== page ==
Author Archives: Copeland Marks

About Copeland Marks

Copeland Marks has written numerous cookbooks, including The Great Book of Couscous and The Exotic Kitchens of Peru.

North African Cuisine

Excerpted and reprinted with permission from Sephardic Cooking, published by Donald I. Fine, Inc.


The Moroccan cuisine is considered the most inventive, flavorful and perhaps ingenious of the cooking styles of the Maghreb; at least the French say this about their former colony. Frequently, it is included in the world’s 10 greatest cuisines, which is an indication of its reputation in culinary circles. Jewish cooking is an amalgam of traditional local dishes married to Sephardic ideas brought to Morocco at the time of the Inquisition and, importantly, guided by kashrut (the Jewish dietary laws). From these various influences, a universal Jewish style emerged and was polished over the centuries.

The hallmark of Moroccan cooking is the use of aromatic spices such as cinnamon, coriander, ginger, saffron, turmeric, and paprika for color. Dried fruits—figs, apricots, prunes, raisins—are included in meat dishes and complement the spices that emphasize the sweet fruits. Almonds, walnuts, and olives, the produce of a rich agriculture, are lavishly incorporated in many dishes. To top if off there is the famous harissa, a chili‑hot condiment, available for a sharp contrasting impact.

Salads in their numbers, both fresh and cooked, are some of the most popular concoctions in a semidesert atmosphere. From the Jewish point of view they are pareve and can be served with both dairy and meat dishes. Couscous is the single preparation most closely identified with Morocco and other Maghreb countries.

The Sabbath and its admonishment to pray and rest has also produced an assortment of scheena, those all‑inclusive one‑dish meals that are prepared late on Friday, cooked all night over smoldering coals, and are ready for dining after synagogue at noontime on the Sabbath. They are generally meat, potatoes, chick‑peas and seasonings, very slowly baked and melting in flavor and aroma.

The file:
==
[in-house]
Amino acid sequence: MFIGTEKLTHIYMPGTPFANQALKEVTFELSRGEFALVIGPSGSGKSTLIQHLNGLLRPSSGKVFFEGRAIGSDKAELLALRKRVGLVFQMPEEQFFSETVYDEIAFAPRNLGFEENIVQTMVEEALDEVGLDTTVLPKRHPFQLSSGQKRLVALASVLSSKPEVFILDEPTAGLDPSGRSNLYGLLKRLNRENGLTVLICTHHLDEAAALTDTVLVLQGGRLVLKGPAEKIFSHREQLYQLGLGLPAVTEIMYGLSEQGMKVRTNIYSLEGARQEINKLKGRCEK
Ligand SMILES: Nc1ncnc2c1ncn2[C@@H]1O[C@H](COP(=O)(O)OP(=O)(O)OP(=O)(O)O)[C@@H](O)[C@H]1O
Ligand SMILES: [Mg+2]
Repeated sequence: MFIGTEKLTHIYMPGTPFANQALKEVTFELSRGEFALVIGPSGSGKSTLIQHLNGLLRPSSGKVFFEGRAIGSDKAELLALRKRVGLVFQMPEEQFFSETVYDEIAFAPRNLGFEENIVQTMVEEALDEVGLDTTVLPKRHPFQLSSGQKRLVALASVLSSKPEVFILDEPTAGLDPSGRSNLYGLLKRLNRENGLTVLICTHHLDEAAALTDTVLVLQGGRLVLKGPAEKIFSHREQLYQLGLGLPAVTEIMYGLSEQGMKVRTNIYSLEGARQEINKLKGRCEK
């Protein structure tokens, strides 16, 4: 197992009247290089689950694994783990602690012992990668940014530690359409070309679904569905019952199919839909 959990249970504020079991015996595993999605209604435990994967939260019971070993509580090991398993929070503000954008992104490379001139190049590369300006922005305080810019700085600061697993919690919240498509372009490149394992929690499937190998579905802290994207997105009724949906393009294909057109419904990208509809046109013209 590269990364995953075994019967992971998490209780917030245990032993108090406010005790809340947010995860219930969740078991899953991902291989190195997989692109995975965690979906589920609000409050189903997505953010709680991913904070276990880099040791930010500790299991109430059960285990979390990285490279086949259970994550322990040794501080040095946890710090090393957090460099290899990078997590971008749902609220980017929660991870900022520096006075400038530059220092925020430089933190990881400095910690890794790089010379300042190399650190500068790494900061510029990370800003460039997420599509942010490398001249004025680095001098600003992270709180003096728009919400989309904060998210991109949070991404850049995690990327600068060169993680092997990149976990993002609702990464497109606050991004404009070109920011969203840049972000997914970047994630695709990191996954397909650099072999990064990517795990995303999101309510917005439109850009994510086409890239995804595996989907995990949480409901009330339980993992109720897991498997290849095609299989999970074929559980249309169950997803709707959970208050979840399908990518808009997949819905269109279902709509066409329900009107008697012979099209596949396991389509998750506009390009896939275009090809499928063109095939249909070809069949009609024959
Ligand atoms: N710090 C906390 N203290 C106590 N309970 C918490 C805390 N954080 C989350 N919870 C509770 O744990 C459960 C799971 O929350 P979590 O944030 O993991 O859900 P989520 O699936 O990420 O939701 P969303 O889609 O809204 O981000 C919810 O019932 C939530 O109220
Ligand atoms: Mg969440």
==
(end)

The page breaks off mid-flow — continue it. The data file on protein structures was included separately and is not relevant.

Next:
Pointed toward Spain but politically ruled by the whims of sultans, the town of Tangier lived a life of its own, distinct from both Spain and Morocco but dependent on both. The Jewish community, religious and poor, nevertheless developed a variety of dishes: some to celebrate the Sabbath, some for daily use, and many based on the inevitable couscous.

Fish was the principal food, the logical outcome of living in a port town with such quantity and variety of fish from the Mediterranean. The seasonings were mostly garlic, onion, tomato, herbs and the occasional cayenne pepper to stimulate the taste buds. No dramatic culinary styles were uncovered, but the sweet couscous of the Tangerines is unique. Homestyle cooking, leaning toward Spanish taste, is the key to the cooking of Tangier.


Following their expulsion from Spain in 1492, Jews crossed into North Africa and filtered into Tunisia, principally Tunis, joining the already‑settled community there in the Hara, the Jewish quarter, which had been established in the 11th century. An additional community from Leghorn (Livorno), Italy, joined the Tunisian Jews in the 16th and 17th centuries, thereby adding the Italian flavors and style of cooking to the existing cuisine.

A brief intrusion occurred in 1535, when the Spanish conquered Tunisia and ruled for about 40 years. They were fresh from their conquest of Mexico and Guatemala and it is logical that they may have brought the hot chili with them as well as other New World botanical discoveries, which profoundly influenced the cuisine. Hot chilies were incorporated into harissa, the ubiquitous spicy table condiment beloved by Tunisians.

The Turks conquered Tunisia from the Spanish in 1574 and introduced their celebrated pastries, which are the backbone of Tunisian sweets to this day.

No cuisine develops in isolation. The stage was now set for the assembly and evolution of a cuisine that included disparate but compatible ideas from the Phoenicians, Romans, Arabs, Spanish, Portuguese, Turks, Italians, and finally the French, when they established a French Protectorate in 1881. Tunis, the capital city, became an important center of Jewish learning.

It was the French, with their genius for culinary adventures, who pulled all the components of the existing cooking styles together. The presentation of dishes was of special importance in developing a sophisticated culinary environment and the French stressed this facet of food preparation.